Fernet Branca shakerato, the only way I drink it

Above: Fernet Branca shakerato at Tony’s in Houston.

Mama Judy flew into Houston yesterday and we’ll be celebrating the Passover tomorrow evening in Austin. And last night, the Branch, Levy, Kelly, and Parzen families gathered at Tony’s for una cena da leoni — an epic meal.

And after such a sumptuous and rich meal (see below), I must have a Fernet Branca — shakerato (chilled, shakered, and strained), the only way I drink it.

My relationship with the storied and celebrated digestivo stretches back to my earliest days as a copywriter in the early aughts back in NYC. My first gig was as editor of the Fernet Branca monthly newsletter.

At the time (before the tragedy of September 11, 2001), Fernet Branca had just reopened its bottling facility in TriBeCa. It was an amazing space: until the 1980s, when the US FDA blocked the import of Fernet Branca because it was still being sold as a drug (!), it was so popular in this country that the company continued to operate its 1930s-era bottling facility in lower Manhattan. When the US government blocked its sale, Fernet Branca hastily abandoned and boarded up the place, leaving the entire operation in place. In the late 90s, they decided to reopen it as the headquarters for a relaunch of the brand (which, by that time, was coming into the country legally, classified and regulated as a spirit).

The most amazing part of the facility was the counterfeit detection laboratory. The brand was so popular — before, during, and after Prohibition, when it was marketed as a “tonic” and regulated as a drug — that the company devoted significant resources to its anti-counterfeit operation. The laboratory — like a set from Young Frankenstein — was a museum of Fernet Branca imitators and pirates. Cobwebs and a patina of nearly two decades of dust. An amazing sight…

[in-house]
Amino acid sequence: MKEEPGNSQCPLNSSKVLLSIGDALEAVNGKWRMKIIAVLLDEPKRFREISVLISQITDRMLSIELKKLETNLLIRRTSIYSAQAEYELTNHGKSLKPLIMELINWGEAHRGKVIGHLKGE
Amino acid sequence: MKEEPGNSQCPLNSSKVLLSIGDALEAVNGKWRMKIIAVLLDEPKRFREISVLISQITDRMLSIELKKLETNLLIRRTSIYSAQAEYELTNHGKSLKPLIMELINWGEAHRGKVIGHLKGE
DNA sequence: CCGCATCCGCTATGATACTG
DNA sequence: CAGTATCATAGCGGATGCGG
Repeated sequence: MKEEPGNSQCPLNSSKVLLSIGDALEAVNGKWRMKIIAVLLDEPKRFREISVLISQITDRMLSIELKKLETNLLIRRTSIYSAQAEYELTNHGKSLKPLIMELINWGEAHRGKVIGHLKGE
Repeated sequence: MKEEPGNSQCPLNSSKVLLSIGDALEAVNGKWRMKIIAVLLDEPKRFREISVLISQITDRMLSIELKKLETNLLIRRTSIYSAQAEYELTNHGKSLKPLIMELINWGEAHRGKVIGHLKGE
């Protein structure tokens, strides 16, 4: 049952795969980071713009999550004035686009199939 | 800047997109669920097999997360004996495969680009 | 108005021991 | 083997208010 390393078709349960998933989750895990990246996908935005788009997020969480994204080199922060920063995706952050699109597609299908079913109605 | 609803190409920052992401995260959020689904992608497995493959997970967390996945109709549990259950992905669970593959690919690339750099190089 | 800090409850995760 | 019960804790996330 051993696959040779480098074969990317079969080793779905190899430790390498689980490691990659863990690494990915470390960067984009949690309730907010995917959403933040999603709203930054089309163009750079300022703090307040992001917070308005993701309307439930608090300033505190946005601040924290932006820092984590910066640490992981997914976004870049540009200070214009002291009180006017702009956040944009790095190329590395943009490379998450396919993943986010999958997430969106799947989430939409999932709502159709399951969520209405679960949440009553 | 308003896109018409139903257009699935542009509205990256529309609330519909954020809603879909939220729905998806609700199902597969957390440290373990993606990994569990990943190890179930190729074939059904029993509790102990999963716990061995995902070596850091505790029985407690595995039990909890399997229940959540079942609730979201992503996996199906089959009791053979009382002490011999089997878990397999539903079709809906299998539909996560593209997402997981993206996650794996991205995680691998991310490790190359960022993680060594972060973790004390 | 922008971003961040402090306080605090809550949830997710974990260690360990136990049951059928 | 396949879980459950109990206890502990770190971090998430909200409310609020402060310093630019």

During my tenure as the editor of the Fernet Branca newsletter (which ended when the tragedy of 2001 reshaped the landscape of that neighborhood), I traveled twice to the Fernet Branca distillery in Milan and it was fascinating experience to learn the secrets and study the history of this brandy infused with mushrooms and herbs — the restaurant and bartending professional’s digestif of choice in this country (just ask any bartender).

Highlights from dinner…

Tony’s famous “Greenberg” salad. (I must confess that besides writing a hit song, I also aspire to having a salad named after me.)

Gnocchi “Primavera” with fiddlehead greens and Washington state ramps. Delicious…

Whole, salt-encrusted Gulf of Mexico red snapper, filleted tableside…

And then dressed in a reduction of guineafowl jus and Barolo… This dish wowed our table of ten…

Tracie P was truly aglow last night… more beautiful than ever… Mrs. and Rev. B drove in from Orange just to see everyone and break bread together (photo by cousin Dana).

Cousin Marty is now more than halfway through his treatment (very tough, as you can imagine, but he’s soldiering through it). He rallied to be with us last night. It just wouldn’t be a dinner at Tony’s without Marty: “If I’m going out to eat,” he exclaimed the day before with the panache that I love him for, “it’s going to be at Tony’s!”

A wonderful, wonderful, unforgettable night… a table of ten, celebrating the lives of our families, remembering how lucky we are to be here and to be together, and dreaming of the future… at the table of a great friend…

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